Icelandic Central Bank to end commercial banks’ ability to print money?
By Peter Walden, News Editor
02 Apr 2015
The Icelandic government is considering taking away the power to print money from its commercial banks and giving it back to their central bank.
Currently central banks around the world have the ability to issue new notes and coins, but leave the creation money to commercial banks via the issuance of debt. This system allows commercial banks to create money with no backing and lend it out with interest. This process is commonly known as fractional reserve lending. Many consider the system to be unfair and warn the system is unsustainable.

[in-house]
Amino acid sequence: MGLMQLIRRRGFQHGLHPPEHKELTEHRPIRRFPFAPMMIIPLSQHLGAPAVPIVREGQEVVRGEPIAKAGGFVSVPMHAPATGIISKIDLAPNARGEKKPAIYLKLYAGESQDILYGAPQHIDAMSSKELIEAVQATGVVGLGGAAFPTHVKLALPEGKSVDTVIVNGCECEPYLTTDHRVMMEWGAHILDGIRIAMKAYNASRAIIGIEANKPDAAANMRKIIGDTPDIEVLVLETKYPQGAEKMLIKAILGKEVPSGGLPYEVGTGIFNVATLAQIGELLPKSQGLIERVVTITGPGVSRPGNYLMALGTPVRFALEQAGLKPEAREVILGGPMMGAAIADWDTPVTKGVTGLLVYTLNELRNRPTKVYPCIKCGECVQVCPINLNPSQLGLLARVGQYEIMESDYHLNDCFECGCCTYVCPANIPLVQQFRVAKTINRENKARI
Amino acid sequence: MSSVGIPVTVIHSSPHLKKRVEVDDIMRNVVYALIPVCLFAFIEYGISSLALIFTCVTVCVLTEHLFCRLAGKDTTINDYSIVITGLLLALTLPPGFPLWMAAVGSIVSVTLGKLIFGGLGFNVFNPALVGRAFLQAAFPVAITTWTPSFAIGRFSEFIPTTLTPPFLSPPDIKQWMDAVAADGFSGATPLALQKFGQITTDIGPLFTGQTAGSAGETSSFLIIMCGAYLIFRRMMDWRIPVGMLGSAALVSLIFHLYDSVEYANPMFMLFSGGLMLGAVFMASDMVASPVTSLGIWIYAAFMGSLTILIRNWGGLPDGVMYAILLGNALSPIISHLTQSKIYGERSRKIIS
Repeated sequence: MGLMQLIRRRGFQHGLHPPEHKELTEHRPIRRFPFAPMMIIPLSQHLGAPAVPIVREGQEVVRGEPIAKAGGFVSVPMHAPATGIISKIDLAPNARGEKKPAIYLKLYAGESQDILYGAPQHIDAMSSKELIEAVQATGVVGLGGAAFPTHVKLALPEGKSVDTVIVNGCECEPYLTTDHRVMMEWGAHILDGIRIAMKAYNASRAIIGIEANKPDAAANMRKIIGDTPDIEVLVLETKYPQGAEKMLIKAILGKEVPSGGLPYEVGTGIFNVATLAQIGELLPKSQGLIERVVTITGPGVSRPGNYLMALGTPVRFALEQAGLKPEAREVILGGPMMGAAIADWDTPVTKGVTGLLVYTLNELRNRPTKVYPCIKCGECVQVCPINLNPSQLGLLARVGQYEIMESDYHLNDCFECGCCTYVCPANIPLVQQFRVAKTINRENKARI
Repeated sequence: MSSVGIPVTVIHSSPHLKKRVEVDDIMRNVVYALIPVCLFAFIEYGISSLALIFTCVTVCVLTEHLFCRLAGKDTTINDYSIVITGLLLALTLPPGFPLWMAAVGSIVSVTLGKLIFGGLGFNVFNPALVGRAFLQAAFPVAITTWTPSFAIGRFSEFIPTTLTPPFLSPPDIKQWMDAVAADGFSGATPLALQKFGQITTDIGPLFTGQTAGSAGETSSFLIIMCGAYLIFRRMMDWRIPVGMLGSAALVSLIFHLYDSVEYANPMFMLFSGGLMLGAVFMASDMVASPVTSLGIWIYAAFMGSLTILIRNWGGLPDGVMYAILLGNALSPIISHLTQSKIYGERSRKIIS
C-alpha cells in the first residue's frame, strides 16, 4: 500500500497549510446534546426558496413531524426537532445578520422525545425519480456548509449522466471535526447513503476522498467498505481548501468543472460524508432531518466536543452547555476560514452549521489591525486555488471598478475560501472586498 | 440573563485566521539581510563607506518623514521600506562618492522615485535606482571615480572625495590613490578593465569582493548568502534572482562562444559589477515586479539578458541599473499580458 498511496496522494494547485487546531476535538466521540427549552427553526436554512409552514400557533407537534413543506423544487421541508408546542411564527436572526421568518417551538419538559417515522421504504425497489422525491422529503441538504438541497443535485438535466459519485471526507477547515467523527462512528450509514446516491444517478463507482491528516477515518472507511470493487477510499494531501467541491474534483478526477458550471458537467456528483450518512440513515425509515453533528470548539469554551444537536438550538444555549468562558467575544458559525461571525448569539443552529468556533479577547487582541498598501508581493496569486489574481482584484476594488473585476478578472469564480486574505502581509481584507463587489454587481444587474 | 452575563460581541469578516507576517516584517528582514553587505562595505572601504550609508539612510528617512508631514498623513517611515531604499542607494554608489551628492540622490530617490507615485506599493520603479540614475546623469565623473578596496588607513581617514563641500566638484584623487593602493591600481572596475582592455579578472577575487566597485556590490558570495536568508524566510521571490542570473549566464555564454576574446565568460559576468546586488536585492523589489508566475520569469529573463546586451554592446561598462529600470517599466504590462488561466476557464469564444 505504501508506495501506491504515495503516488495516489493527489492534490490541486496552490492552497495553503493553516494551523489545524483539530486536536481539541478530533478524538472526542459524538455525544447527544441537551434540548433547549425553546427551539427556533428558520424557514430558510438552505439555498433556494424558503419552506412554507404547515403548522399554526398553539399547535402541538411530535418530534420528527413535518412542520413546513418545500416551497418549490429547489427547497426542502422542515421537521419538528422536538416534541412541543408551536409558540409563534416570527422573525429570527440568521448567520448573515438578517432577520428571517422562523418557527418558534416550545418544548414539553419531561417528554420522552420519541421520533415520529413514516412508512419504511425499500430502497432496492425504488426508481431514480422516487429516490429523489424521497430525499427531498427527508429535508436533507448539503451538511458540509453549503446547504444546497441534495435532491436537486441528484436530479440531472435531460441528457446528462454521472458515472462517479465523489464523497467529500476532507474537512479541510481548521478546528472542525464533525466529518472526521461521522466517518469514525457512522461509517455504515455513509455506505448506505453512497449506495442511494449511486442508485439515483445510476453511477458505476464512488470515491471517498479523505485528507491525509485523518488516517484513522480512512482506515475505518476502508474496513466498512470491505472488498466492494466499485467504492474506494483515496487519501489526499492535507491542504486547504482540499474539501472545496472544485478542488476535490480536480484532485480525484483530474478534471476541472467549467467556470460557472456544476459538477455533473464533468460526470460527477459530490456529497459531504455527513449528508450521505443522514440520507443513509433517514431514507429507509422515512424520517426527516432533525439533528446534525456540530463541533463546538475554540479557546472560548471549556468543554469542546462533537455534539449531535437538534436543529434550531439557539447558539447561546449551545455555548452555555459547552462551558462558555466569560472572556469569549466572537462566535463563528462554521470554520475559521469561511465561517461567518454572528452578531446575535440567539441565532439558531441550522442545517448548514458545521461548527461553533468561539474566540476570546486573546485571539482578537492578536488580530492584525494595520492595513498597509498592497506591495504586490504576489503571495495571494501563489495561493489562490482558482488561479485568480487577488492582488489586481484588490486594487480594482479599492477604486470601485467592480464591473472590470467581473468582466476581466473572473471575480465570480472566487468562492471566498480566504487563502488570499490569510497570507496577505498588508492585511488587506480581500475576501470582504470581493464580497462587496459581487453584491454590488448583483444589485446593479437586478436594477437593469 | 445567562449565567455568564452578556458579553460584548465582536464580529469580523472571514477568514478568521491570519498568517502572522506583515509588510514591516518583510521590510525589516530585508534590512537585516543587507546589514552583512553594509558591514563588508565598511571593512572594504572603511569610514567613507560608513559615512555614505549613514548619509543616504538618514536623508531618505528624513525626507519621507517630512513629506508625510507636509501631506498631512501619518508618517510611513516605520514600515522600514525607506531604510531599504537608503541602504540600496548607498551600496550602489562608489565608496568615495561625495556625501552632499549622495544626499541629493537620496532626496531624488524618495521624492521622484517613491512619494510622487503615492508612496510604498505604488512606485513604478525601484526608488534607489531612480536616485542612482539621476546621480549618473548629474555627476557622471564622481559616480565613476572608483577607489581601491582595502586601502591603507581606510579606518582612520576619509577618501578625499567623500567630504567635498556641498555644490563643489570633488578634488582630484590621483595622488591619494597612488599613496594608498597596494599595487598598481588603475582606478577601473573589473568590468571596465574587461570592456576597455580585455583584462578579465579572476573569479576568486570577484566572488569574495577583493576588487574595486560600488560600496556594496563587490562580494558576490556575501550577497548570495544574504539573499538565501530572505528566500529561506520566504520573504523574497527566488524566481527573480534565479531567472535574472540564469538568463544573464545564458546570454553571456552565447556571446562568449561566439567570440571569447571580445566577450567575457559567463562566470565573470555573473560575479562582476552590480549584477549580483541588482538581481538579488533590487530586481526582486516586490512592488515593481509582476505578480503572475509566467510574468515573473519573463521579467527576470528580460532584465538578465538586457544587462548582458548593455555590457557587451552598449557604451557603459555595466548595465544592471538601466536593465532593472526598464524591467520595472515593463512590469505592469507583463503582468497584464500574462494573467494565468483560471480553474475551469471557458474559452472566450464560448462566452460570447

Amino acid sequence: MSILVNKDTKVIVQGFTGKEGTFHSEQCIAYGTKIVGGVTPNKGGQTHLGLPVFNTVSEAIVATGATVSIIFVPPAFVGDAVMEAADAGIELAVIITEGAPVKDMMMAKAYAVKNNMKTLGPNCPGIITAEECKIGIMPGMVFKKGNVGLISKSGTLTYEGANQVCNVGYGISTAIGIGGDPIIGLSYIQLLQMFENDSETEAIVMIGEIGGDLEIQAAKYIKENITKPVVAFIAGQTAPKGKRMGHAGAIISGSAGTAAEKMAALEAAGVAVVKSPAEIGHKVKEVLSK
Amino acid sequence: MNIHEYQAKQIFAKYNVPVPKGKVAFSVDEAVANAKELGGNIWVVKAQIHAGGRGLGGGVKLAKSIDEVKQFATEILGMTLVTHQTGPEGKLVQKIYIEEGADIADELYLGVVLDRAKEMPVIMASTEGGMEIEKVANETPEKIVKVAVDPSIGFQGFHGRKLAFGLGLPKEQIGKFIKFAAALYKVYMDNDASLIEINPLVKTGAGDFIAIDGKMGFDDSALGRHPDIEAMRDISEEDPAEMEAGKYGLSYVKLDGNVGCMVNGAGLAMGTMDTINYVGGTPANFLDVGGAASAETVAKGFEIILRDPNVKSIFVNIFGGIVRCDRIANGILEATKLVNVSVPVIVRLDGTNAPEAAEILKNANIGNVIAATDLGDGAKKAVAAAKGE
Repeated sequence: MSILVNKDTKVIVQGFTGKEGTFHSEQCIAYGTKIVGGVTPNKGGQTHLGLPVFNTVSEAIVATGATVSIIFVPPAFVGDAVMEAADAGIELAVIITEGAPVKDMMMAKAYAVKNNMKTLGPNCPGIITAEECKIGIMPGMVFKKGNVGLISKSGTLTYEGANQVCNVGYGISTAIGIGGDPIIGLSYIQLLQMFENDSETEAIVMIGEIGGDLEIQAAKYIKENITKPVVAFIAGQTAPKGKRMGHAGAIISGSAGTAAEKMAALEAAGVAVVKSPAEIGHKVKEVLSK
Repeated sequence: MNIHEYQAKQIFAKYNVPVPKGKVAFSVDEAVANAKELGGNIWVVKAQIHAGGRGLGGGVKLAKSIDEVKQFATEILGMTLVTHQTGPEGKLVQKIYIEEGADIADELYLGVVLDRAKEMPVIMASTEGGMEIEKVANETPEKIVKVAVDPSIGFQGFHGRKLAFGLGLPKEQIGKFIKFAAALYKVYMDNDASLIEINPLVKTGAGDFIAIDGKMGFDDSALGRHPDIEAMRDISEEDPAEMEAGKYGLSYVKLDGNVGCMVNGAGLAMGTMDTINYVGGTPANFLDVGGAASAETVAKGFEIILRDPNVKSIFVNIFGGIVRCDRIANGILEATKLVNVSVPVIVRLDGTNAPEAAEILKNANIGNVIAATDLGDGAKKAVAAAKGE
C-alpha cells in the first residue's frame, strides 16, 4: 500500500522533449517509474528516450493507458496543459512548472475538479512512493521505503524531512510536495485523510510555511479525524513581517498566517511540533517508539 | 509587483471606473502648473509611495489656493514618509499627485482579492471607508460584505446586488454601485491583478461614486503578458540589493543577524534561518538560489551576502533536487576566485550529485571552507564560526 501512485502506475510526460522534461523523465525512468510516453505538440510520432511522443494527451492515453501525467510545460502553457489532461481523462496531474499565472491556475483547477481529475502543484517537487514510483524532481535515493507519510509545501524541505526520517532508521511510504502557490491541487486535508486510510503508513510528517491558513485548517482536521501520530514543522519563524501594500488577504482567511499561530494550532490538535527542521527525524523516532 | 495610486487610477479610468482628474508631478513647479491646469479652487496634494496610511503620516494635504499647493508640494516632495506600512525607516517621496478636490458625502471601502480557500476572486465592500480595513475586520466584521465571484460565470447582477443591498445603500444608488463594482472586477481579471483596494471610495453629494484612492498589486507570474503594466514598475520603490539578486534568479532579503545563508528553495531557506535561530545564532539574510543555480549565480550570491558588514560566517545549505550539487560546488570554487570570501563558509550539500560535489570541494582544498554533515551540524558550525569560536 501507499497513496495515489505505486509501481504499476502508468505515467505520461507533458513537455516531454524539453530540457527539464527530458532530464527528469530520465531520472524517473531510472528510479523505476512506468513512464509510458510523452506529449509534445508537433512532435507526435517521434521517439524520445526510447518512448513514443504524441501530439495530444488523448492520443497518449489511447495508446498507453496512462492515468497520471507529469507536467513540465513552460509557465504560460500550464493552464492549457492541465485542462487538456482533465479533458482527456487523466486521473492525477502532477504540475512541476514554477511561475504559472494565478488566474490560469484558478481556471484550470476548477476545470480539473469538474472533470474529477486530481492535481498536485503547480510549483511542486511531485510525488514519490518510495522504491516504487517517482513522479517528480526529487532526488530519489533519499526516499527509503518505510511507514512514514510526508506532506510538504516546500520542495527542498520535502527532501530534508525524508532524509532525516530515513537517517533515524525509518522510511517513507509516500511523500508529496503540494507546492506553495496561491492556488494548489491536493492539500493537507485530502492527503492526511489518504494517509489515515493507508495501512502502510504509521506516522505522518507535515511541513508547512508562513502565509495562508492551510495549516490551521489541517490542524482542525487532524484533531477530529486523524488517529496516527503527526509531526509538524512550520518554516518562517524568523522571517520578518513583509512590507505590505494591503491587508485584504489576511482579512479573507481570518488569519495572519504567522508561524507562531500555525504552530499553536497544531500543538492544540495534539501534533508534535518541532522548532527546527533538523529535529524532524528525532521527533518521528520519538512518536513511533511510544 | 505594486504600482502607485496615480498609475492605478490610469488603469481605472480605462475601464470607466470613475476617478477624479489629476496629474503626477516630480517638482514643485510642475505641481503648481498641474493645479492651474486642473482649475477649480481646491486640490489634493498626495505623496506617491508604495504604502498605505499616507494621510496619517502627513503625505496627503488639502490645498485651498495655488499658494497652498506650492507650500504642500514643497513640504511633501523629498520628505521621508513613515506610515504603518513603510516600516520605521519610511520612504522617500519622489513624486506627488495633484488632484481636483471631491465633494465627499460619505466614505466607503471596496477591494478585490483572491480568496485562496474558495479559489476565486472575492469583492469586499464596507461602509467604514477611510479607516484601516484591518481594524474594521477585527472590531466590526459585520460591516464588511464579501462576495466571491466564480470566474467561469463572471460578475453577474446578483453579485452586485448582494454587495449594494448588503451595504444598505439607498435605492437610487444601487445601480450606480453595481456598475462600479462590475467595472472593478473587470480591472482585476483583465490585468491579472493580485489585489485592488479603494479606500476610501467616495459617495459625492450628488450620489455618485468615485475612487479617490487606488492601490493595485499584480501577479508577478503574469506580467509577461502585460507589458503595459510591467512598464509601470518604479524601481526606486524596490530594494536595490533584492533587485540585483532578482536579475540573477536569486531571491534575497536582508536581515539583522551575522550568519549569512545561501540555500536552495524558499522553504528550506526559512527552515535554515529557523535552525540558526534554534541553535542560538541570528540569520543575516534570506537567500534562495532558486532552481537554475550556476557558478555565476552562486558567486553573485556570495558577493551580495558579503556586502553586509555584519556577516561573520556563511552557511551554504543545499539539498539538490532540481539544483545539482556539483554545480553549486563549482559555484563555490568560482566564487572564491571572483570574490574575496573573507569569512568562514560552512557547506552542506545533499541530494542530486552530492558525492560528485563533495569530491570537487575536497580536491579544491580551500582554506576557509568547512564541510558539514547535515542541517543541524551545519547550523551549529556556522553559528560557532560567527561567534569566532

Central banks can influence the supply of money by either cutting or raising interest rates.
Iceland was hit hard during the 2008 economic crises with GDP falling 5.1% in 2009 and 3.1% in 2010. Iceland was one of the few countries to let their banks go bankrupt and was the first western European nation in quarter of a century to appeal to the IMF for funding.